There’s something deeply powerful and captivating about Brooklyn-based painter David Jon Kassan’s paintings. They’re the kind of works that stop you in your tracks, suspending you before them.
This is in part due to the technical skill that they clearly showcase – it’s almost inconceivable that a person can reproduce, out of paint, so realistic an image as Kassan does. But mostly we are drawn into the works and held there because they so poignantly strike a chord with the viewer, resonating on a raw, emotional level.
More than simply replicating his subjects Kassan seeks to understand them, acting as an empathetic intermediary between what he sees and what he creates. He carefully observes and reproduces every nuanced indication of his subject’s appearance, feeling and personality.
In so doing, he incites a connection between the subject and viewer, opening up an interface with which he is conscious not to interfere. You won’t find loose, messy brushstrokes that you see in a lot of contemporary works because Kassan’s concern doesn’t lie in the visual appearance of paint in-itself. Instead he aims to control the medium of oil paint so that the subject is preserved in their pure essence.
Charles Hawthorne, founder of the Cape Cod School of Art, said it best when he stated: ‘The only way a painter can appeal to humanity is to show people more – more than they already see, and he must show them with so much human sympathy and understanding that they will recognise it as it they themselves had seen the beauty and the glory.’
Looking at Kassan’s work, one is captivated by powerfully expressive hands, pensive faces, and flesh that appears warm to touch. Our gaze transcends the picture plane and permeates deep into the subject’s psyche.
Consider Kassan’s portrait of his mother: Her curved back leans over as she sits calmly in side profile. Propped up on faded jeans, her elbows lead upwards to veiny hands and interlaced fingers. These hands alone provide insight into this woman’s persona and the life she’s lived so far.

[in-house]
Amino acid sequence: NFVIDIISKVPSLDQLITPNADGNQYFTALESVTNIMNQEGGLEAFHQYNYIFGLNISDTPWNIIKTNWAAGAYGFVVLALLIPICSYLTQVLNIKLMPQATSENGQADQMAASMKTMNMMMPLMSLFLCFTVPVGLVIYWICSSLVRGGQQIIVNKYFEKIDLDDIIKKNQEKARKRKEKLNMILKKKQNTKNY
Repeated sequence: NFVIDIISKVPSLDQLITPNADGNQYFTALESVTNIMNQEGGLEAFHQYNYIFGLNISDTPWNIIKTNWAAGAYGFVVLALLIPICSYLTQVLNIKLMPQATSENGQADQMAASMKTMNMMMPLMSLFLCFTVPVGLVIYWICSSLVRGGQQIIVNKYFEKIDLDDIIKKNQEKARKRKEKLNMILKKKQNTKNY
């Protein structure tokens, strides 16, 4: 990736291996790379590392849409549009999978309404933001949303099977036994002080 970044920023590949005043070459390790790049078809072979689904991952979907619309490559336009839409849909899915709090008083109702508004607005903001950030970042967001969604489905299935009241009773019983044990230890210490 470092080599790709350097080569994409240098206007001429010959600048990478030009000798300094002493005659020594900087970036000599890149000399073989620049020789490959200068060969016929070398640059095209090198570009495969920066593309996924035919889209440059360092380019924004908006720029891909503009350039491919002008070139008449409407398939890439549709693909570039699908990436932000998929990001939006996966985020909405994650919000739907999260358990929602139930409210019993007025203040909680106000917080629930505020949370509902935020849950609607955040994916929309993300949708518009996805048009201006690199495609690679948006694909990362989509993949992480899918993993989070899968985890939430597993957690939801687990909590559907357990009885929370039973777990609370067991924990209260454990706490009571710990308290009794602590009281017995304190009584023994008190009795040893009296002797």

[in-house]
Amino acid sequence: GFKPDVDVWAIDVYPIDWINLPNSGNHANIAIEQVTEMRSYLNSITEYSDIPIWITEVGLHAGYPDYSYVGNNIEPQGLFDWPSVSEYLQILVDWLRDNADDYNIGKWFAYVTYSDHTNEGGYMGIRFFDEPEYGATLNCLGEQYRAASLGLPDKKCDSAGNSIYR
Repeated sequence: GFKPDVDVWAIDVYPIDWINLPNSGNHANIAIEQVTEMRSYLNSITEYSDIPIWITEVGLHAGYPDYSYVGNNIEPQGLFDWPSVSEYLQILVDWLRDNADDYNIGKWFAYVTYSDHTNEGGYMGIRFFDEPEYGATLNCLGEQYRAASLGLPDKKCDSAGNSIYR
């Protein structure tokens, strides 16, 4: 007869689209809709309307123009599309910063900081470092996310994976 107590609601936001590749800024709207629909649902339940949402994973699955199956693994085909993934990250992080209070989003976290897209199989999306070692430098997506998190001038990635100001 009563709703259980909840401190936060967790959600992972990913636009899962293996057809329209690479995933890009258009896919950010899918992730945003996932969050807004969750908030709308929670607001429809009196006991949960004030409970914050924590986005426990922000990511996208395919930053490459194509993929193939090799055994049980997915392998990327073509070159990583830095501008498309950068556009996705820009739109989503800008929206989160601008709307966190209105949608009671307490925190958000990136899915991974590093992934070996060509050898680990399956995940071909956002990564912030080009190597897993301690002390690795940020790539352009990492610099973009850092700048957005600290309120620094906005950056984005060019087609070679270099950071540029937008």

Behind her is a concrete wall, indented and stained with signs of wear and tear that come with age. Its rough fresco-like surface is contrasted with the woman’s soft, palpable face, around which cascades wispy hair tinted ginger and white. She appears a strong woman, with her tilted head decisively turned to face the viewer. Her eyes stare backwards and outwards, fixated on a point to the left of the viewer and beyond to a virtual horizon. It’s as if she is reflecting back on her past while at the same time pondering an inevitably unfolding future.
Youth, aging, life and death circulate in Kassan’s works. His paintings feature sitters spanning across ages, ranging from young, radiant nudes to stoic, dignified elders. In each case, Kassan’s paintings seem to rise and fall with the steady, heavy breath of his sitters, serving as kinds of visual representations of weighty streams-of-consciousness comprised of past experiences, memory and introspection.
In his self-portrait, Kassan himself appears deep in thought, with eyes downcast and head lit from above by cool, white daylight. There’s a sobriety and shamelessness to those depicted, no matter what their age, and in turn we feel towards them an admix of sympathy and compassion, pity and respect. Most importantly, we can identify with them.